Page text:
Should You Move Out of a Building With Dangerous Materials or Try To Get Rid Of Them?
Throughout history, we have been using dangerous materials in construction. These substances usually can’t be seen or smelt, but they are highly toxic. The effects these materials have on a person’s health range from mild to severe. Some of them can even be lethal if left untreated.
On the other hand, our health is not the only thing that suffers from the use of these materials. Some of them also have an undesirable effect on the environment as well. As a result, it is crucial to get rid of these substances or get away from them entirely.
Most Dangerous Materials & The Side Effects of Exposure
Lead is a highly poisonous metal. It is mostly found in paints, plumbing pipes, and roofing materials. Lead can be swallowed or inhaled and it affects many organs, though it affects the brain and kidneys the most. Too much exposure results in lead poisoning. The scary part is that the disease does not always show symptoms, which could delay detection and cure.
The World Health Organisation lists lead exposure as one of the biggest health threats.
Lead is also bad for the environment, as the extraction and disposal of it can cause contamination of the Earth’s water and soil.
Asbestos refers to six minerals that all occur naturally in nature. It has been wildly used as a construction material until the 1990s, even though the dangers of it were known before.
Asbestos is very hard to detect, which is part of the reason it is so dangerous. Studies have shown that most homeowners are unable to identify asbestos.
If you learn that asbestos was used in the construction of your house, you should consider moving. While this might seem like a big step to take, your health is more important than property. Should you choose to do so, you should hire a trustworthy house removal company, which will help you get away from the dangerous material as fast as possible.
Asbestos was banned in the UK in 1985. In 2012, Control of Asbestos Regulations issued a statement that ordered all owners of factories and offices to remove asbestos from the premises.
- Polyvinyl chloride (PVC)
Polyvinyl chloride (PVC) is a type of plastic. Around 40 million tonnes of it are produced each year. PVC is very cheap and durable, which makes it ideal for mass production. It has many uses, including flooring, wall coverings, and insulation.
It might be surprising to learn that PVC is classified as a carcinogen. It can lead to cancer, genetic mutations, birth defects, and liver dysfunction. To make the matters worse, lead has been previously been added to PVC to improve stability.
Fibreglass is a type of plastic that is reinforced using glass fibre. It is mostly used as a roofing material and as a thermal insulator.
Exposure occurs most commonly among people who cut the fibres, resulting in the dust. The dust is then inhaled and causes respiratory irritations. It can also trigger asthma or bronchitis. However, it is not classified as a carcinogen.
Silicon dioxide, commonly known as silica, occurs naturally and is mostly found in sand, stone, bricks, and concrete. The problem occurs when a stone is being demolished, as it releases silica which we absorb through inhalation.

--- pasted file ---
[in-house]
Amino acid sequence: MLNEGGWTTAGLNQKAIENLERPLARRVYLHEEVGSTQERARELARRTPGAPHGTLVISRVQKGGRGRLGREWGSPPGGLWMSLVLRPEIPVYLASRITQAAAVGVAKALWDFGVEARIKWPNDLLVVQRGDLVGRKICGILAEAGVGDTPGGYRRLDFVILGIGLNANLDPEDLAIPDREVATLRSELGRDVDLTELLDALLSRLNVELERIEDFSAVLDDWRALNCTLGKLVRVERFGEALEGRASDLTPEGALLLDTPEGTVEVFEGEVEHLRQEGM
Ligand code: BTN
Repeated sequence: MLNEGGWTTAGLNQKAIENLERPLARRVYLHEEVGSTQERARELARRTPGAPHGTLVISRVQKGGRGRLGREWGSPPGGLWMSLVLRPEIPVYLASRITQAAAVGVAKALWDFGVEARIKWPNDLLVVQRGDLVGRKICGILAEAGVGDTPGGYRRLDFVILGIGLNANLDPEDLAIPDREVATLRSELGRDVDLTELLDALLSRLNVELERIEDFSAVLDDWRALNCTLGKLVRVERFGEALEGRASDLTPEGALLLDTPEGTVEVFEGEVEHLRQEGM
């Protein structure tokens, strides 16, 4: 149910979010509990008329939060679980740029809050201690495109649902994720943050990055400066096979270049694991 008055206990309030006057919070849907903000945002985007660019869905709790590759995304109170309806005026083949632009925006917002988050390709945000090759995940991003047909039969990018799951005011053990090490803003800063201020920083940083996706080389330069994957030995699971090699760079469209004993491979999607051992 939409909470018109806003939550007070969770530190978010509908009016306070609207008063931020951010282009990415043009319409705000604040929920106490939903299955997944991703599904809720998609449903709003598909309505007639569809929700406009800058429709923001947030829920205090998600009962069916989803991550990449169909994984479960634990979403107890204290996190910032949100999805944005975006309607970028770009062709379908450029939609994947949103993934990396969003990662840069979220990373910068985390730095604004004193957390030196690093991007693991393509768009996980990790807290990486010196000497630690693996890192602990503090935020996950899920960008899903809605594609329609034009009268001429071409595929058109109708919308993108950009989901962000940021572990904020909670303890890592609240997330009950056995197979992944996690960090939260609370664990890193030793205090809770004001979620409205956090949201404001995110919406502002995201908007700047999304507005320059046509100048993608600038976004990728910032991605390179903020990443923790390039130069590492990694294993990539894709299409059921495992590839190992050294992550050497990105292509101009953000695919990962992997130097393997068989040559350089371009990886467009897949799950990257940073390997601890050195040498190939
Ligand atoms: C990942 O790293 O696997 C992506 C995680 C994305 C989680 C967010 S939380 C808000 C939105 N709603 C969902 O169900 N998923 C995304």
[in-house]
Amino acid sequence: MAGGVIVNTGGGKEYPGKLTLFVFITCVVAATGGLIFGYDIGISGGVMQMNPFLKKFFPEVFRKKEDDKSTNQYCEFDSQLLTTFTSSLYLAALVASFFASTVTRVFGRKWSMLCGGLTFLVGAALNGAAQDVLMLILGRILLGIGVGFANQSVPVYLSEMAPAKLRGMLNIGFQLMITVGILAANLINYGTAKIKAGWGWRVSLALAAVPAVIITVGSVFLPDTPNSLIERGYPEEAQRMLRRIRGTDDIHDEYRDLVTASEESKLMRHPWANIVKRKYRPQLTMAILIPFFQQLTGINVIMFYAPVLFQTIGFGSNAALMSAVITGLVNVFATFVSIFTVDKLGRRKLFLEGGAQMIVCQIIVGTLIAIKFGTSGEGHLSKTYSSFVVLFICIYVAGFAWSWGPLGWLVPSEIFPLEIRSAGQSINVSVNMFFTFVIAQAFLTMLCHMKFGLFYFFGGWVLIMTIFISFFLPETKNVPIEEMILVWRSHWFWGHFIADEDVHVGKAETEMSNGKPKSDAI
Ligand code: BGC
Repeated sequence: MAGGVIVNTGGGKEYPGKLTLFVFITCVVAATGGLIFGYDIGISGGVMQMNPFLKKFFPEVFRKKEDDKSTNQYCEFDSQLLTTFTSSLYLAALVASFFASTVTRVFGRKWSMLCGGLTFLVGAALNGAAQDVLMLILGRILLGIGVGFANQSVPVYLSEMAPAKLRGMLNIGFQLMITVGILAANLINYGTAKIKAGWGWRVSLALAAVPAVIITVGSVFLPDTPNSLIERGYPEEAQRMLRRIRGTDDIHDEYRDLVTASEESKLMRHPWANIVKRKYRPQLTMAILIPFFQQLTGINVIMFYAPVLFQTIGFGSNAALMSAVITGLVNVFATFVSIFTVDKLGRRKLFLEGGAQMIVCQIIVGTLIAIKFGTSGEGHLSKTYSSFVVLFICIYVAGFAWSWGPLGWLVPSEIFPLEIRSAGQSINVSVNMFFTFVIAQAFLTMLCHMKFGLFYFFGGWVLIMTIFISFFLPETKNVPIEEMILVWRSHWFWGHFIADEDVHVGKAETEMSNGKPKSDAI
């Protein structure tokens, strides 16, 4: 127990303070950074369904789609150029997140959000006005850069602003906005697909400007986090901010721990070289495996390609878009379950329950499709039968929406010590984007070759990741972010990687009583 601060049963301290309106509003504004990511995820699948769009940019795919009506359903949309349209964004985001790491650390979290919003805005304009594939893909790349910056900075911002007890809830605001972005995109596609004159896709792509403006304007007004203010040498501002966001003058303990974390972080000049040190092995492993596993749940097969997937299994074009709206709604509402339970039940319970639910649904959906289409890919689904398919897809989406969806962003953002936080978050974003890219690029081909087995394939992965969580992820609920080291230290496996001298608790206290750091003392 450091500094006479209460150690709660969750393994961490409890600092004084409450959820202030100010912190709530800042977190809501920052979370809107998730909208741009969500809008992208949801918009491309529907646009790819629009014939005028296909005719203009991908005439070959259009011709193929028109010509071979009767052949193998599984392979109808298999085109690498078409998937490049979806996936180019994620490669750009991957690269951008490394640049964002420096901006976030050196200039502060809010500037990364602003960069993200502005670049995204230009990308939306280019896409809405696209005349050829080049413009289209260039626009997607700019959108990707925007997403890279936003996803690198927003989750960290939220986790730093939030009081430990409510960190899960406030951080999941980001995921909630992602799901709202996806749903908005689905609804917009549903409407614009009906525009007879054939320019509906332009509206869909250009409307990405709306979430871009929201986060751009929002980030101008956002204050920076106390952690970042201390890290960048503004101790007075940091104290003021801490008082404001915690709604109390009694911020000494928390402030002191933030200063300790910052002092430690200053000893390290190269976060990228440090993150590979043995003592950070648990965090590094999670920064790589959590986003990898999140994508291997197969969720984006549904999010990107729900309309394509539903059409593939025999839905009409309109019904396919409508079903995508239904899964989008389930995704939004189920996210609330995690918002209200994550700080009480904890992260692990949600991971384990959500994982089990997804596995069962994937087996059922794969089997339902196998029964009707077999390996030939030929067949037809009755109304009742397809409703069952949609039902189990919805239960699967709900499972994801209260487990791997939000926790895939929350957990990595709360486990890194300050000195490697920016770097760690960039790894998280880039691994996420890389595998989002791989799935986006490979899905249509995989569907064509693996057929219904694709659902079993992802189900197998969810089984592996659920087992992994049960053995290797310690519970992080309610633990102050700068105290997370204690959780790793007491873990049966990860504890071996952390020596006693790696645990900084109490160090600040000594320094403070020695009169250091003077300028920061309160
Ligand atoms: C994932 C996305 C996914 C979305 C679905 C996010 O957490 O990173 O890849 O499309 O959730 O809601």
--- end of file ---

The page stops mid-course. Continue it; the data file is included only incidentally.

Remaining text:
Long term exposure can lead to lung cancer and other lung infections. However, silica is considered an “occupation hazard”, which means that it is most dangerous for people who work with materials that contain silica. Simply put, it is not hazardous to the most common folk.
Of course, there are plenty of other materials that can be bad for your health or the environment. However, these are the most prevalent and can be very dangerous if handled improperly.
Dealing With Dangerous Materials
There are many ways to deal with materials that can be hazardous to your health. While there are no laws to prevent you from taking matters into your own hands, dealing with hazmat should be left to the professionals. Not only are they trained to do so, but you are also limiting yourself to the exposure of potentially deadly substances.
However, it is not cheap. It requires inspection, removal, and disposal of the material. Depending on your location, it can cost an arm and a leg.
As a result, some people choose to try and handle the toxic materials themselves. This is a very dangerous practice and it is highly discouraged. Should you choose to do so, there are some things to keep in mind.
Firstly, you are not only putting your health at risk, but also the health of other occupants of the property. Secondly, it is very easy to expose the material to the environment, which can affect an even larger population.
Sometimes, the simplest solution is moving away from the contaminated area.
Is Moving The Best Solution?
As with most big decisions in life, it is important to be informed of all the risks. Staying in a contaminated building or home does not have to be a death sentence, depending on the material and your level of exposure. Depending on your situation, you might have nothing to worry about.
However, dealing with hazardous materials can be exhausting, expensive and dangerous. As it’s been mentioned numerous times before, your health is the most important.
Feeling safe in your own residence should be a priority. If that condition isn’t met in your home, you might consider relocating to somewhere where you can be completely relieved and not have to worry about the dangers of lead or asbestos.
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